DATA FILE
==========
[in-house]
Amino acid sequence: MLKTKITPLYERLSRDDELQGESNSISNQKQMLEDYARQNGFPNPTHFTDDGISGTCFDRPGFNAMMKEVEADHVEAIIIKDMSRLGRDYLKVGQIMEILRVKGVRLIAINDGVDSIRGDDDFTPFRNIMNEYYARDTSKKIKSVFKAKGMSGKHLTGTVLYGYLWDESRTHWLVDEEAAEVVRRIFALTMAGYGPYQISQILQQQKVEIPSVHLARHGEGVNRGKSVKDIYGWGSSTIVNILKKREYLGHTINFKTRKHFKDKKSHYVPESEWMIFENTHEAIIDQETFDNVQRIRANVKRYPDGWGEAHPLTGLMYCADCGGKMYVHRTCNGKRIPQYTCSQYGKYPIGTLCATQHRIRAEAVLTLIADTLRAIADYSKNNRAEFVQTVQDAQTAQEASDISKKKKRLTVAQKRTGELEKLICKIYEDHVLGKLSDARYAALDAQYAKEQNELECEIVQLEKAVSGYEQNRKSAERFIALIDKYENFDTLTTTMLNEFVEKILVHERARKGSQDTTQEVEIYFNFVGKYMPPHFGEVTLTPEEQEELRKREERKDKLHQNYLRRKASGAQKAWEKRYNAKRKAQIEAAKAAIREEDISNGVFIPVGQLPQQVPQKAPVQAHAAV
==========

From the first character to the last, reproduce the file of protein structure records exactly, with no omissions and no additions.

[in-house]
Amino acid sequence: MLKTKITPLYERLSRDDELQGESNSISNQKQMLEDYARQNGFPNPTHFTDDGISGTCFDRPGFNAMMKEVEADHVEAIIIKDMSRLGRDYLKVGQIMEILRVKGVRLIAINDGVDSIRGDDDFTPFRNIMNEYYARDTSKKIKSVFKAKGMSGKHLTGTVLYGYLWDESRTHWLVDEEAAEVVRRIFALTMAGYGPYQISQILQQQKVEIPSVHLARHGEGVNRGKSVKDIYGWGSSTIVNILKKREYLGHTINFKTRKHFKDKKSHYVPESEWMIFENTHEAIIDQETFDNVQRIRANVKRYPDGWGEAHPLTGLMYCADCGGKMYVHRTCNGKRIPQYTCSQYGKYPIGTLCATQHRIRAEAVLTLIADTLRAIADYSKNNRAEFVQTVQDAQTAQEASDISKKKKRLTVAQKRTGELEKLICKIYEDHVLGKLSDARYAALDAQYAKEQNELECEIVQLEKAVSGYEQNRKSAERFIALIDKYENFDTLTTTMLNEFVEKILVHERARKGSQDTTQEVEIYFNFVGKYMPPHFGEVTLTPEEQEELRKREERKDKLHQNYLRRKASGAQKAWEKRYNAKRKAQIEAAKAAIREEDISNGVFIPVGQLPQQVPQKAPVQAHAAV